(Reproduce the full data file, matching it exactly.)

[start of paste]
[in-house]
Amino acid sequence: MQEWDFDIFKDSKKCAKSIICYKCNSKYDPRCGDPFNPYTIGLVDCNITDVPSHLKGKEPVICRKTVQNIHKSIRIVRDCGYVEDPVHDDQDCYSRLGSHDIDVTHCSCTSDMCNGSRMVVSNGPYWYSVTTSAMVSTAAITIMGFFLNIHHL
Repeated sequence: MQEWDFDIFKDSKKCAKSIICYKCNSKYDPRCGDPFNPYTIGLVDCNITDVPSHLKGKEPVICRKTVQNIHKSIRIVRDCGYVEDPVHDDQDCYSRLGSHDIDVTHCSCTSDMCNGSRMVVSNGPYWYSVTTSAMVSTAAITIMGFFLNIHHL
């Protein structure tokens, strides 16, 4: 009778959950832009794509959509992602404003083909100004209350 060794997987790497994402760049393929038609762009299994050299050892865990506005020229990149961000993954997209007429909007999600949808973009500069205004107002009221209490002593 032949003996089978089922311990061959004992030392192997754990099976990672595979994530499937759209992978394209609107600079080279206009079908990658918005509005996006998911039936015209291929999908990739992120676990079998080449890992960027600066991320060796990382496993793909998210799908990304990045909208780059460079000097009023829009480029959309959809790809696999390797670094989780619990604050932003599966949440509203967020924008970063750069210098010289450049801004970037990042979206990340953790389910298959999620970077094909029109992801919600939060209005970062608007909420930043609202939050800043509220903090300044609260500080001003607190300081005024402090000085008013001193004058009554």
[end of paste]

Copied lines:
[in-house]
Amino acid sequence: MQEWDFDIFKDSKKCAKSIICYKCNSKYDPRCGDPFNPYTIGLVDCNITDVPSHLKGKEPVICRKTVQNIHKSIRIVRDCGYVEDPVHDDQDCYSRLGSHDIDVTHCSCTSDMCNGSRMVVSNGPYWYSVTTSAMVSTAAITIMGFFLNIHHL
Repeated sequence: MQEWDFDIFKDSKKCAKSIICYKCNSKYDPRCGDPFNPYTIGLVDCNITDVPSHLKGKEPVICRKTVQNIHKSIRIVRDCGYVEDPVHDDQDCYSRLGSHDIDVTHCSCTSDMCNGSRMVVSNGPYWYSVTTSAMVSTAAITIMGFFLNIHHL
């Protein structure tokens, strides 16, 4: 009778959950832009794509959509992602404003083909100004209350 060794997987790497994402760049393929038609762009299994050299050892865990506005020229990149961000993954997209007429909007999600949808973009500069205004107002009221209490002593 032949003996089978089922311990061959004992030392192997754990099976990672595979994530499937759209992978394209609107600079080279206009079908990658918005509005996006998911039936015209291929999908990739992120676990079998080449890992960027600066991320060796990382496993793909998210799908990304990045909208780059460079000097009023829009480029959309959809790809696999390797670094989780619990604050932003599966949440509203967020924008970063750069210098010289450049801004970037990042979206990340953790389910298959999620970077094909029109992801919600939060209005970062608007909420930043609202939050800043509220903090300044609260500080001003607190300081005024402090000085008013001193004058009554």